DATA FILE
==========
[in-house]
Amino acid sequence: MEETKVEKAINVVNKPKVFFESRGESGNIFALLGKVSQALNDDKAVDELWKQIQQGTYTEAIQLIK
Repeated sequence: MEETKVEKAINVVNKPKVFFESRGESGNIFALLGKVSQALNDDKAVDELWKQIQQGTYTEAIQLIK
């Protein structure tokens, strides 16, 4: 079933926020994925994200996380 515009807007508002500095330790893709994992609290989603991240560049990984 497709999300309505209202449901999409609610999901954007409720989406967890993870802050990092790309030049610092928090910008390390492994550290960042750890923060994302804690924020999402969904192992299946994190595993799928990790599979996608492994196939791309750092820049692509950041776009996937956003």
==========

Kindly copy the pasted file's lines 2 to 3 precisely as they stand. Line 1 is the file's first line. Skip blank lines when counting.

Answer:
Amino acid sequence: MEETKVEKAINVVNKPKVFFESRGESGNIFALLGKVSQALNDDKAVDELWKQIQQGTYTEAIQLIK
Repeated sequence: MEETKVEKAINVVNKPKVFFESRGESGNIFALLGKVSQALNDDKAVDELWKQIQQGTYTEAIQLIK